"Chapter One: Lifeís a Beach and then you die"
Writers: Eric A. Anderson and Manny Tremley
Artist: Manny Tremley
Publisher: Image Comics
We join up once again with the miraculously alive Sam Noir, who was last seen about to face off against a veritable army of ninjas. How he managed to escape a certain death is a mystery, one that isnít dealt with here. Instead we have a new beginning, one with just enough of a link to the previous Sam Noir: Samurai Detective mini-series to get the ball rolling regarding why Sam is where he is. That is, on a beach, enjoying (or maybe putting himself through) some much needed time off, hence Sam Noir: Ronin Holiday.
Compared to Samurai Detective, Ronin Holiday has a much more upbeat start. No, Sam isnít doing the hoola dance. What he is doing is self-analyzing (yet again) while hanging out with his three good friends: Mister Colada, Doctor Tai and Misstini. See, youíve got your upbeat right there. However, even though there is a certain dry humor going on here, there is a certain lacking here. A certain pizzazz. A certain action. An attempt on Samís life! Thankfully enough, that small bit gets dealt with soon enough, which leads to the introduction of the first of the new characters for this new tale of Sam. Sam Noir, Samurai Detective, meet Edmund C. Grog, Island Detective.
Saving Samís behind by his timely entry, Edmund (and his parakeet Watson) soon become Samís constant companion, despite the samuraiís less than friendly attitude. Maybe it is just me but reading their initial interactions as well as seeing his actions, I canít help but feel that maybe there is something about Edmund that isnít quite right, something that might come to bite Sam later in the story. Nevertheless, for now the two have a semi-amiable alliance going on, and it is through that (and their combined efforts) that the two detectives reach the last page of the issue and it's rather amusing cliffhanger of an ending.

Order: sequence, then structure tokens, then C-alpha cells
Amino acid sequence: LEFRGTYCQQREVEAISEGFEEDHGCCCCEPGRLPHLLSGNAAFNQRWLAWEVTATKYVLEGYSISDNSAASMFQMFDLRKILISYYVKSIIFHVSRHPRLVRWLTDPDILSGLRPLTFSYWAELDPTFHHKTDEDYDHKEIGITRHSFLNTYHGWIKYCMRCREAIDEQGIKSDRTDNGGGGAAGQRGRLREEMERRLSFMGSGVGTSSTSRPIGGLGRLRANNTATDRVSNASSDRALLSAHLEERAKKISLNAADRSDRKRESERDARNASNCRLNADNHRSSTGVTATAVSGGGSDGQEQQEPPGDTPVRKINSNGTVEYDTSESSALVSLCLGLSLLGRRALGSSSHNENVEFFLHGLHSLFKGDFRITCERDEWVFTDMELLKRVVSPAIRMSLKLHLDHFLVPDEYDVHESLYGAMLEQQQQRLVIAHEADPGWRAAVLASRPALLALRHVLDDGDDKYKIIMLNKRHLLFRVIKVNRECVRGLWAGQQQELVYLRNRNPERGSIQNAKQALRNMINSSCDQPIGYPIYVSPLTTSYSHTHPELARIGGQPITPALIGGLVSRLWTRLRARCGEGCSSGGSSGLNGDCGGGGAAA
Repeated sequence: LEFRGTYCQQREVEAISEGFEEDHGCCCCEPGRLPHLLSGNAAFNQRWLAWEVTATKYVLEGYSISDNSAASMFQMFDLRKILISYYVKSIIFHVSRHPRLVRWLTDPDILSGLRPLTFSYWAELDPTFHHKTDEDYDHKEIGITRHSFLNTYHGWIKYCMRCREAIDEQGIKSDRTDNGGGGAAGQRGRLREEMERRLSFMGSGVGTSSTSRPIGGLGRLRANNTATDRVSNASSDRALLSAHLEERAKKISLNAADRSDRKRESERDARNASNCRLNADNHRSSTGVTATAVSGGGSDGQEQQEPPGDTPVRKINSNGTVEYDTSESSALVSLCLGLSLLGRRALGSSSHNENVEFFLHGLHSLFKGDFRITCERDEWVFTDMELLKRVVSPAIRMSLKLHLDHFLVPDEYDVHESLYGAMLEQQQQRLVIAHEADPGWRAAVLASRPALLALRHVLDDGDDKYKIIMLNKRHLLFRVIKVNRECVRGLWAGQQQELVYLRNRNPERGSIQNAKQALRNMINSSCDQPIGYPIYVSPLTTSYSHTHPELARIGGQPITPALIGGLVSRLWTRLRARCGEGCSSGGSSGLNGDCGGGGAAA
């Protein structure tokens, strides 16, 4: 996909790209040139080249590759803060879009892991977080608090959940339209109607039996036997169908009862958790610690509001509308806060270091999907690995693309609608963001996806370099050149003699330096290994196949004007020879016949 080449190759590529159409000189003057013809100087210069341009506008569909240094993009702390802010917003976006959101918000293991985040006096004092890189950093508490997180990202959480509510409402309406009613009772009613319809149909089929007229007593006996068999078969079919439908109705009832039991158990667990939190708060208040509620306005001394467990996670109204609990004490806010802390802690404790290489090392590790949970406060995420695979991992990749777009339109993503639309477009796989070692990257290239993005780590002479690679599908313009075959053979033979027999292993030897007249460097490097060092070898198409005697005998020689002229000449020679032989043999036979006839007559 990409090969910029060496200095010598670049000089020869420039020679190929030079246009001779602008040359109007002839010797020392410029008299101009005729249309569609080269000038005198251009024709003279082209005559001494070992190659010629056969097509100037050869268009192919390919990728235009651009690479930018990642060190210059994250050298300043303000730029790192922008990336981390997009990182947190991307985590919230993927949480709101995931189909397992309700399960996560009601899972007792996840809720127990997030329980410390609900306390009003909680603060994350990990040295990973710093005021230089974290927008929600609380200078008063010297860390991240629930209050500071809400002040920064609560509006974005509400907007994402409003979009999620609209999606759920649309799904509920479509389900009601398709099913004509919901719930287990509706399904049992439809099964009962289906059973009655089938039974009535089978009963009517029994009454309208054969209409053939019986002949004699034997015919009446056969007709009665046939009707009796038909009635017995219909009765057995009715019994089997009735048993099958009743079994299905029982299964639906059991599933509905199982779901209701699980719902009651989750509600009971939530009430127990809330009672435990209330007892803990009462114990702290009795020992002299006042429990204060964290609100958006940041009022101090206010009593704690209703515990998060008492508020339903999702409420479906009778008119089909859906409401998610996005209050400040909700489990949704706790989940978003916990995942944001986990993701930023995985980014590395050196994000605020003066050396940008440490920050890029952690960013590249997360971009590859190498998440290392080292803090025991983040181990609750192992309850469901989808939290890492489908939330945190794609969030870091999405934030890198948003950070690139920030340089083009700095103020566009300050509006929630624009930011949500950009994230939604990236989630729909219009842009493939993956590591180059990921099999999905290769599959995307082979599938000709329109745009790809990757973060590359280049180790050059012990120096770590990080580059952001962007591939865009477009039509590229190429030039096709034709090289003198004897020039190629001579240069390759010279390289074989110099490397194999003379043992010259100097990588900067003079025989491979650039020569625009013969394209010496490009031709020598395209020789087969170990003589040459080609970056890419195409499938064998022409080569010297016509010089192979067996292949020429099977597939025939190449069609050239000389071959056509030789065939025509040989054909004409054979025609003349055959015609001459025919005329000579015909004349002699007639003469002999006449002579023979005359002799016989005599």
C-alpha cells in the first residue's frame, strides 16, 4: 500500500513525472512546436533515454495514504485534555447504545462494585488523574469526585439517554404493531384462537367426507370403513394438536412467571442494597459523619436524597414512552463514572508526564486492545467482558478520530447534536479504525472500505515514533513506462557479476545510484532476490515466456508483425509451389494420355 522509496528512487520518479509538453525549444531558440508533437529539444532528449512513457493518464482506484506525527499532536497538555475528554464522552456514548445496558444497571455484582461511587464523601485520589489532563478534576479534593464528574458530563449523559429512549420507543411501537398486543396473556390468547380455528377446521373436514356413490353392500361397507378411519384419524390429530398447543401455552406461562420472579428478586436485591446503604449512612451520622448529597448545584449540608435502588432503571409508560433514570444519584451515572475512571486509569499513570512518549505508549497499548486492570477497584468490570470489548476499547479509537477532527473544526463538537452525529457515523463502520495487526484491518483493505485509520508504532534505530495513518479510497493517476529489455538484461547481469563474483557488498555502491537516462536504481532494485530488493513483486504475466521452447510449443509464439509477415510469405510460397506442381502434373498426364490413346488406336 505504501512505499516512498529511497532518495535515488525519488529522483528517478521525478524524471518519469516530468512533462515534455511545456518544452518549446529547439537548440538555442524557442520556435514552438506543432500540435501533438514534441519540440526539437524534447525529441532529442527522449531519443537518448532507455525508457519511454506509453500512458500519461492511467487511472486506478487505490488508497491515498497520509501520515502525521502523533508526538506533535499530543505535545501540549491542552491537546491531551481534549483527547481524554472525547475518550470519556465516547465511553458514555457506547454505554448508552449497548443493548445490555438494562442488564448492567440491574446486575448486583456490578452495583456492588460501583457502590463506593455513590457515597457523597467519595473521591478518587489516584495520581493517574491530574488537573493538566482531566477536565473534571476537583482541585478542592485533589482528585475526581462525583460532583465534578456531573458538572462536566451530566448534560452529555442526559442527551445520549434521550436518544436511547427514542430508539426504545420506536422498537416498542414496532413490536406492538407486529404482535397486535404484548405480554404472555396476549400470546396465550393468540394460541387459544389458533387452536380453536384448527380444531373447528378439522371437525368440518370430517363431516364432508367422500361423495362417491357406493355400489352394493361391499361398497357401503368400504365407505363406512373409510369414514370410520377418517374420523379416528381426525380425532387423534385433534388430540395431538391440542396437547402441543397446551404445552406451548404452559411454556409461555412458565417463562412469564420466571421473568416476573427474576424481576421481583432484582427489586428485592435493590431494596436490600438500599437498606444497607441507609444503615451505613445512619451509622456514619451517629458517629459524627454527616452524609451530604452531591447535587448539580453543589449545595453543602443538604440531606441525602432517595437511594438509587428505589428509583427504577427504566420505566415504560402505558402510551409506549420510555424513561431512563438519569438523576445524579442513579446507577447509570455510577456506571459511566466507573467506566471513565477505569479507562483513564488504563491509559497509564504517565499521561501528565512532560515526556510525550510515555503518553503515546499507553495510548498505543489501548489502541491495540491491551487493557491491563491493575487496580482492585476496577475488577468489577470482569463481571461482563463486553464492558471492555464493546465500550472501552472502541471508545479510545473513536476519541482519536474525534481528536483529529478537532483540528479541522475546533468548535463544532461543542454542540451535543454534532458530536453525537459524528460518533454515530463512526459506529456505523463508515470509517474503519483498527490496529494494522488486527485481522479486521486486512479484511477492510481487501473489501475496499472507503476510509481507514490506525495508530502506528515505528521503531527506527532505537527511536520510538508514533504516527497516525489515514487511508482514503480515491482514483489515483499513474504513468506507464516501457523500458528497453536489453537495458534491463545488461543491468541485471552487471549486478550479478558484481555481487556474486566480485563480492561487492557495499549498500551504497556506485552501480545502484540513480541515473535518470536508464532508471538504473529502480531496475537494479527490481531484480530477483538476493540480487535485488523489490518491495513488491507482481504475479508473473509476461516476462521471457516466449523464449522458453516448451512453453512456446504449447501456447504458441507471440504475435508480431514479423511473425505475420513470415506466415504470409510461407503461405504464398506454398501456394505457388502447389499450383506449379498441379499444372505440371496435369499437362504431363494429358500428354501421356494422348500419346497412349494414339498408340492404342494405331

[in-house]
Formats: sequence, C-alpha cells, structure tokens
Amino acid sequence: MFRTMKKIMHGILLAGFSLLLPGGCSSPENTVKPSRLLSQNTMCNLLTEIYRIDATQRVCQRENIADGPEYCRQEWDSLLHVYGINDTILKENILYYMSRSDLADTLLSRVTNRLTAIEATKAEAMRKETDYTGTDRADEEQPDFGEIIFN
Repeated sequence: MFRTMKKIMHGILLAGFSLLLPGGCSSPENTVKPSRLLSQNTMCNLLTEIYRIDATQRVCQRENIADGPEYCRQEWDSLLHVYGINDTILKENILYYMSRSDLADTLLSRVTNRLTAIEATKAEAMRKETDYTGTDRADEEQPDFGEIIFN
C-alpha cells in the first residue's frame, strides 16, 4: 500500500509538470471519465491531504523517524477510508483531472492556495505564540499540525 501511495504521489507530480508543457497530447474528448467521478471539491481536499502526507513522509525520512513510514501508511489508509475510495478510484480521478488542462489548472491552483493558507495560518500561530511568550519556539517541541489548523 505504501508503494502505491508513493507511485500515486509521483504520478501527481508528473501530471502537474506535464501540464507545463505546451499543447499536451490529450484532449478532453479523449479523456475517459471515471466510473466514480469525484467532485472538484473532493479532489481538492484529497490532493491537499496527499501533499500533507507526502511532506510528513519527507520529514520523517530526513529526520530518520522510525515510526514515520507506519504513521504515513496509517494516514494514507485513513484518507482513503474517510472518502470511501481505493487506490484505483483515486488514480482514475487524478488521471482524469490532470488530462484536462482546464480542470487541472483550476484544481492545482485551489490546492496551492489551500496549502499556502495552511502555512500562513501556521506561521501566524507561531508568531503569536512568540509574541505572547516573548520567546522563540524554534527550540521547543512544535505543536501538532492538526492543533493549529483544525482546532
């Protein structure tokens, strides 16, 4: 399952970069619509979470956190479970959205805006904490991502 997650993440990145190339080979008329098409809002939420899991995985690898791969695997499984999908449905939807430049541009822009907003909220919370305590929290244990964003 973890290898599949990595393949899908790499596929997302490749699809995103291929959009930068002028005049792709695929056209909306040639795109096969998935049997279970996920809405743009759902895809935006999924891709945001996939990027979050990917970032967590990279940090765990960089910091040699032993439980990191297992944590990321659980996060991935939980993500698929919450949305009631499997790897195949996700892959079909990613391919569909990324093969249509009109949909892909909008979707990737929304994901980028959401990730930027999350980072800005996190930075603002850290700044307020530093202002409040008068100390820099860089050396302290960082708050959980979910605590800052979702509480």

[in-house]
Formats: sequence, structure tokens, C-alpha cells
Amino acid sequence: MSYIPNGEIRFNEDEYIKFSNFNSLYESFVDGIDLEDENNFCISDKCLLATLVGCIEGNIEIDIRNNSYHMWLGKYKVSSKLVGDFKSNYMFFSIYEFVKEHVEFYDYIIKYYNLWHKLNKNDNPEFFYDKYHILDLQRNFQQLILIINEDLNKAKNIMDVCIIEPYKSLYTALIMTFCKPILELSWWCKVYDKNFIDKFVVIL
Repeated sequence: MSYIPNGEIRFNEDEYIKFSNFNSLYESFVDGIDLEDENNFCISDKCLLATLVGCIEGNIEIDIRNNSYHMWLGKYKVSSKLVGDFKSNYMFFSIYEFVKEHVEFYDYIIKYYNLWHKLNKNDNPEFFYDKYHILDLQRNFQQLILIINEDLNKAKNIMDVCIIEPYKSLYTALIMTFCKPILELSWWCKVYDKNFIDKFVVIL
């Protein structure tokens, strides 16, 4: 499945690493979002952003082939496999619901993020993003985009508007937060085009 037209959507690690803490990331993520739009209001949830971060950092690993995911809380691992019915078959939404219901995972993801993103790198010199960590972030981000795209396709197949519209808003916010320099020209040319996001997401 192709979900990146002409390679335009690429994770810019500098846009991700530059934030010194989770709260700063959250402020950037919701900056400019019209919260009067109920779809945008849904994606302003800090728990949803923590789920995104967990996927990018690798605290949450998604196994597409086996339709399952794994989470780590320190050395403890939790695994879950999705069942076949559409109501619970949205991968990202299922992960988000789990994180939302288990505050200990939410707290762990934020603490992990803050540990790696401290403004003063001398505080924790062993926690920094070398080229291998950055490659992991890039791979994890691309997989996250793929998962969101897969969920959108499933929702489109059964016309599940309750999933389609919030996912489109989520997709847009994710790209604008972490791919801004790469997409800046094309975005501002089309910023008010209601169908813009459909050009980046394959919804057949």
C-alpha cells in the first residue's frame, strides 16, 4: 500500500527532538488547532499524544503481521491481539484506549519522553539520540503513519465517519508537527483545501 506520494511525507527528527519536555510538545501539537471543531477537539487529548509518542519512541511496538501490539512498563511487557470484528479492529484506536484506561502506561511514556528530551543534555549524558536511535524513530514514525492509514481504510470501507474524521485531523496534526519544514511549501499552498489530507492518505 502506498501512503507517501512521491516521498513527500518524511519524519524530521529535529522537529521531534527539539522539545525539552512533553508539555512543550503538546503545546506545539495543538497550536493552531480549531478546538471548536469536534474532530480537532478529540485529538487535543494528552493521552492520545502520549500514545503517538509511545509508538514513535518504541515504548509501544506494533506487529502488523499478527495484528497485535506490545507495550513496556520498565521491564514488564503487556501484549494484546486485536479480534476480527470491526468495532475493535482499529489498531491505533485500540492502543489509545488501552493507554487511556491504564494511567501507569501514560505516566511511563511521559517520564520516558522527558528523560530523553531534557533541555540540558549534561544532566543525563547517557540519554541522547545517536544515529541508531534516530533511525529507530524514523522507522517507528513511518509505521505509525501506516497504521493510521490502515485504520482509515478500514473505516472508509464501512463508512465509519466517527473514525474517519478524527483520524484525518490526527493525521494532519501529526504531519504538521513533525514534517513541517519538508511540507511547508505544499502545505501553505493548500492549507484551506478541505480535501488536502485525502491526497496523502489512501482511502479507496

Already having seen and liked the noir (punny eh?) stylings of Manny Tremley in Sam Noir: SD, I for one welcomed a return to same black and white shadowed visuals. As for the only colored part of the story, the cover, it too is an interesting one, especially with the three ninjas(?) hiding in the trees, hovering above and around a relaxing Sam.
Conclusion: Although it might have the same emotional impact as the first issue of its predecessor, Sam Noir: Ronin Holiday scores high once again both on account of the story and art as also the overall mood (with a certain holiday feeling going for it).
You can find more reviews by Bruce Logan at www.xcave.net
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